Alan Faneca Hall of Fame Profile: 2021 Inductee

While touchdowns and playmakers are the ones who fill the stands on Sundays, the guys in the trenches are the backbone of the NFL. Few personified what it means to be a professional and true artist of this craft more than Pittsburgh Steelers’ offensive lineman Alan Faneca, who is now in the Pro Football Hall of Fame.

Alan Faneca paved the way for the Steelers’ rushing attack

When you play for the Pittsburgh Steelers, establishing the run through dominance up front ran through the veins almost as much as the Iron City beer did for the fans in Three Rivers Stadium. All the way from the four championships of the 1970s to the mid-2000s, this was the lifeblood of the Steelers — the DNA of the black and gold.

Alan Faneca is the perfect representation of this identity. For every Jerome Bettis bruising run, Faneca plowed the way forward. 

Alan Faneca was the 26th overall selection in the 1998 NFL Draft by the Pittsburgh Steelers. Injuries to other linemen led him to see the field early on in his rookie season, leading to 12 starts. He received the Joe Green Award as the team’s top rookie. 

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During his 10-year career with the Steelers, Alan Faneca made 153 starts. He helped running backs Jerome Bettis, Duce Staley, and Willie Parker set individual and team rushing records. Together, they propelled the Steelers to Super Bowl XL in Detroit.

Pittsburgh defeated the Seattle Seahawks 21-10, where Jerome “The Bus” Bettis made his final stop back in his hometown. His crucial pull-block helped spring Parker for a 75-yard touchdown run that is currently the longest run in Super Bowl history. That block highlighted how quick Faneca was coming out of the stance. For Faneca, this was just another day in the office as that play was a staple of the Steelers’ offense.

He ended his career after playing two seasons with the New York Jets and one for the Arizona Cardinals in 2010.

Alan Faneca’s enshrinement in the Hall of Fame is long overdue

It’s time for Alan Faneca to get his gold jacket alongside the other Hall of Famers. Perhaps it is a bit of “Steelers fatigue,” or maybe that is just the opinion of one 20-something that wants to run through a brick wall anytime “Renegade” plays. What cannot be ignored are the accolades Faneca received in his 13-year career.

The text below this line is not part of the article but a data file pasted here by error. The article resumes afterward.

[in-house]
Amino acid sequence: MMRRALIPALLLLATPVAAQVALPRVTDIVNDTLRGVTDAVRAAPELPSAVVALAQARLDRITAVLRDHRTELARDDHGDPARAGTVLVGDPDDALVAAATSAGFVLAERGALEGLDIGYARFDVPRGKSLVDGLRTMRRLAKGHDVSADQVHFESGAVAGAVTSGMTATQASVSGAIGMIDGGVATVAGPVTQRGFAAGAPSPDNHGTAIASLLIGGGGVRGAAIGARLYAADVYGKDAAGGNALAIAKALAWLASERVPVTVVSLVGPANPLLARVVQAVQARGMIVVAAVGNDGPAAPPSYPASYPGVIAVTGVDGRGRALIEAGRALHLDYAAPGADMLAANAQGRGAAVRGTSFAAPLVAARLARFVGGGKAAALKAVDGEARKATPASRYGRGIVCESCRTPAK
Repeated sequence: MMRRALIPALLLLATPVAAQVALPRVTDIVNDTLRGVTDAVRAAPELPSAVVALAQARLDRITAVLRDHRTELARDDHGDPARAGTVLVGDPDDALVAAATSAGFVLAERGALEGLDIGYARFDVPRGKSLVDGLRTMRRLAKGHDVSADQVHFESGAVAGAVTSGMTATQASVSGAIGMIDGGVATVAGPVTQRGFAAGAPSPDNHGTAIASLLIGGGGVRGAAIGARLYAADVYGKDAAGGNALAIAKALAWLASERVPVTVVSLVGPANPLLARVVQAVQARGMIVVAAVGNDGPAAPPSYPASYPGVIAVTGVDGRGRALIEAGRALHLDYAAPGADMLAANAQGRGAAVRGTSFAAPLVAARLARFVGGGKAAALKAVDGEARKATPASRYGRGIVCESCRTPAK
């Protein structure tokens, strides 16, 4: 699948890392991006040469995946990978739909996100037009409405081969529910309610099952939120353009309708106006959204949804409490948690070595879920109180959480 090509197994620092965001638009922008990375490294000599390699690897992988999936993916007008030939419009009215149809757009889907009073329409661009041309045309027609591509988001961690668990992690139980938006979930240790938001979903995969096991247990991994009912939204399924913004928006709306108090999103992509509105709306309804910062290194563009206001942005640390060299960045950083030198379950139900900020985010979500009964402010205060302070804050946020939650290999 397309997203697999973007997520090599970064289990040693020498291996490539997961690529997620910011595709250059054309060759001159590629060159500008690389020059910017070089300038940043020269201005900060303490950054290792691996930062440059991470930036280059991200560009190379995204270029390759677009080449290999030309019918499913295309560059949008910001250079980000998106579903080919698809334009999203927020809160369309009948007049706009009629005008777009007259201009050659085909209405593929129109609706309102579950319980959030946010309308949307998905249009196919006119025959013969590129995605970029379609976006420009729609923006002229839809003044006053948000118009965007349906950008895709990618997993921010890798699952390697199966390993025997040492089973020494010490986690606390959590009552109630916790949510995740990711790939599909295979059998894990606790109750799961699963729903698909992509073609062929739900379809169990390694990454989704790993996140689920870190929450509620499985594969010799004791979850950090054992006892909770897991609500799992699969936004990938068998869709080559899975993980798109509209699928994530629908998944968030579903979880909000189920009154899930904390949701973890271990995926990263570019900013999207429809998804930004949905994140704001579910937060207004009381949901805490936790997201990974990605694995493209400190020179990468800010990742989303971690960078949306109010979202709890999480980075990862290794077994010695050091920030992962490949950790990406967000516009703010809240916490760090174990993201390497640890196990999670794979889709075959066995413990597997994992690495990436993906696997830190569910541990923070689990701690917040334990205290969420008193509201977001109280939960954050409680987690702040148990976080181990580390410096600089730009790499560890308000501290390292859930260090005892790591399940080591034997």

Faneca missed just two games over his 13-year career. One due to injury and one when head coach Bill Cowher rested his starters when Pittsburgh’s playoff seeding was clinched.

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He was selected to nine straight Pro Bowls, named first-team All-Pro six times, and a two-time second-team All-Pro. During his six-year stretch of Pro Bowl appearances, he was called for only four holding calls. Faneca was also named to the All-Decade team of the 2000s and won Super Bowl XL with the Steelers. In 2007, Faneca was voted to the Steelers’ 75th Anniversary All-Time Team.

There are few stats for an offensive lineman, which makes it difficult to gauge

There are no touchdowns. No 100-yard rushing games or pick-sixes. No gaudy stats to speak of when playing offensive line. More times than not, the better a player is doing, the less you hear about them. 

What speaks volumes are the words of players who had to go to battle against them. One of the greatest linebackers ever, and someone who faced Faneca at least two times a season, Ray Lewis, even believes Alan Faneca is deserving of a nomination

“He was one of the guards that he controlled the tempo of the front seven. He was the leader in that group…You’re telling your defensive lineman, don’t let him climb up to me. He was so dominant in how he could combo block. When you can influence that much of the defensive line, you’re going to have problems on the backend.” 

Lewis would go on to say, “I think a Hall of Famer is somebody truly that has the career that inspires others to be like them, to be great. Every time he stepped on the field, he was great.”

History says that Alan Faneca should be in the Hall of Fame

Of the 54 players who have been selected to six or more All-Pro teams, all but four are in the Hall of Hame. Faneca was one of those, with Peyton Manning another. 

On Pro Football Reference, in their Pro Football Hall of Fame Monitor, which compares the historical career of players against players in the Hall of Fame, Alan Faneca is the fourth-ranked guard of all-time. Of the top 13 guards listed, Faneca is the only one still without their gold jacket. That will change this coming summer when he’s enshrined in the Pro Football Hall of Fame.

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Tommy Garrett is a writer for Pro Football Network covering the NFL and fantasy football. You can read more of his work here and follow him at @TommygarrettPFN on Twitter.

Tommy Garrett is a Fantasy Analyst for Pro Football Network and is a member of the Fantasy Sports Writers Association (FSWA). You can read all of Tommy’s work here and give him a follow on Twitter: @TommyGarrettPFN.

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